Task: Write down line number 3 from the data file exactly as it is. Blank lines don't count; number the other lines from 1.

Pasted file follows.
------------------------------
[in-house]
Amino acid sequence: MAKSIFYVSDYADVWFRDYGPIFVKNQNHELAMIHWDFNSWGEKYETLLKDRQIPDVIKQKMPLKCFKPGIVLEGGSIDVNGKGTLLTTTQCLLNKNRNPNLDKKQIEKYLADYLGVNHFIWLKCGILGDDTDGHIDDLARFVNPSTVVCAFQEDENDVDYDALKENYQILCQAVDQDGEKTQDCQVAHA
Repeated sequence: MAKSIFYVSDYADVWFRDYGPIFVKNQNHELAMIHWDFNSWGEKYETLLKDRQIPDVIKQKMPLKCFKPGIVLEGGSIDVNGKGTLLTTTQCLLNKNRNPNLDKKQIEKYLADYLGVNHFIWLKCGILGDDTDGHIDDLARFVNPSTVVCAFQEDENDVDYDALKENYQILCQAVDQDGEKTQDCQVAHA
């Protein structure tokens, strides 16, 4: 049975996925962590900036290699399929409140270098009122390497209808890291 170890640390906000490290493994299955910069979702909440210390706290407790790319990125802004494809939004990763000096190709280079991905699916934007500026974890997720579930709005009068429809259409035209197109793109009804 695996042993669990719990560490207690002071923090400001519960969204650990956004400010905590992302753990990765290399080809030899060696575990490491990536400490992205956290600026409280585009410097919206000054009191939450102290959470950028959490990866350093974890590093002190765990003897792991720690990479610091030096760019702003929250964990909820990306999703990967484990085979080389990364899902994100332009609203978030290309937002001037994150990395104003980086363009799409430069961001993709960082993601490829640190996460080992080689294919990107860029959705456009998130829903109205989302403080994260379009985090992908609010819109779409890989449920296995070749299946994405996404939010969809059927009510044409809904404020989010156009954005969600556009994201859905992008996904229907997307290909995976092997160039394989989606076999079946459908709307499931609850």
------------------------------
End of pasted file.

Repeated sequence: MAKSIFYVSDYADVWFRDYGPIFVKNQNHELAMIHWDFNSWGEKYETLLKDRQIPDVIKQKMPLKCFKPGIVLEGGSIDVNGKGTLLTTTQCLLNKNRNPNLDKKQIEKYLADYLGVNHFIWLKCGILGDDTDGHIDDLARFVNPSTVVCAFQEDENDVDYDALKENYQILCQAVDQDGEKTQDCQVAHA